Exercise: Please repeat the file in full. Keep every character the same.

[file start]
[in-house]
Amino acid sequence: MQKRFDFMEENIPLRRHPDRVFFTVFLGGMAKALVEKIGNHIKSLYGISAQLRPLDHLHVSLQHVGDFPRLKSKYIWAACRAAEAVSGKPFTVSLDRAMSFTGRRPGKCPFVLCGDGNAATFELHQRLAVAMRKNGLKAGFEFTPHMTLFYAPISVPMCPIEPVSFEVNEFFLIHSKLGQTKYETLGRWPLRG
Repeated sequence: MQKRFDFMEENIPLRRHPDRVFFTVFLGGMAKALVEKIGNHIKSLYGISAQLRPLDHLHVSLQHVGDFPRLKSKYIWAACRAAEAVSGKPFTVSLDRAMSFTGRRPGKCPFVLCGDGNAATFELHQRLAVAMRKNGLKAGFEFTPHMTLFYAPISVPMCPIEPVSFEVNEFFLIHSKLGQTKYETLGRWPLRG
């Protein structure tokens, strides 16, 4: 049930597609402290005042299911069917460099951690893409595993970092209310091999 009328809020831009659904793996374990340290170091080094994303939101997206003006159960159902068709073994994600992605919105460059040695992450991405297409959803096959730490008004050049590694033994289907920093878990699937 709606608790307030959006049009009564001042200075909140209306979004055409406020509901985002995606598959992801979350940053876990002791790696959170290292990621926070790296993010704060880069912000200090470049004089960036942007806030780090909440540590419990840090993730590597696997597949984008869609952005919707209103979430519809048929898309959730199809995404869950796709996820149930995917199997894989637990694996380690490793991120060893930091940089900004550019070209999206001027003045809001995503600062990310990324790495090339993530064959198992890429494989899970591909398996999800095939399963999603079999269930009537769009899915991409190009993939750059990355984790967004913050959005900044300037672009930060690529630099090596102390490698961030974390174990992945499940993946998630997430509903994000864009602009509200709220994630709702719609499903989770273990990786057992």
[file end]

[in-house]
Amino acid sequence: MQKRFDFMEENIPLRRHPDRVFFTVFLGGMAKALVEKIGNHIKSLYGISAQLRPLDHLHVSLQHVGDFPRLKSKYIWAACRAAEAVSGKPFTVSLDRAMSFTGRRPGKCPFVLCGDGNAATFELHQRLAVAMRKNGLKAGFEFTPHMTLFYAPISVPMCPIEPVSFEVNEFFLIHSKLGQTKYETLGRWPLRG
Repeated sequence: MQKRFDFMEENIPLRRHPDRVFFTVFLGGMAKALVEKIGNHIKSLYGISAQLRPLDHLHVSLQHVGDFPRLKSKYIWAACRAAEAVSGKPFTVSLDRAMSFTGRRPGKCPFVLCGDGNAATFELHQRLAVAMRKNGLKAGFEFTPHMTLFYAPISVPMCPIEPVSFEVNEFFLIHSKLGQTKYETLGRWPLRG
């Protein structure tokens, strides 16, 4: 049930597609402290005042299911069917460099951690893409595993970092209310091999 009328809020831009659904793996374990340290170091080094994303939101997206003006159960159902068709073994994600992605919105460059040695992450991405297409959803096959730490008004050049590694033994289907920093878990699937 709606608790307030959006049009009564001042200075909140209306979004055409406020509901985002995606598959992801979350940053876990002791790696959170290292990621926070790296993010704060880069912000200090470049004089960036942007806030780090909440540590419990840090993730590597696997597949984008869609952005919707209103979430519809048929898309959730199809995404869950796709996820149930995917199997894989637990694996380690490793991120060893930091940089900004550019070209999206001027003045809001995503600062990310990324790495090339993530064959198992890429494989899970591909398996999800095939399963999603079999269930009537769009899915991409190009993939750059990355984790967004913050959005900044300037672009930060690529630099090596102390490698961030974390174990992945499940993946998630997430509903994000864009602009509200709220994630709702719609499903989770273990990786057992």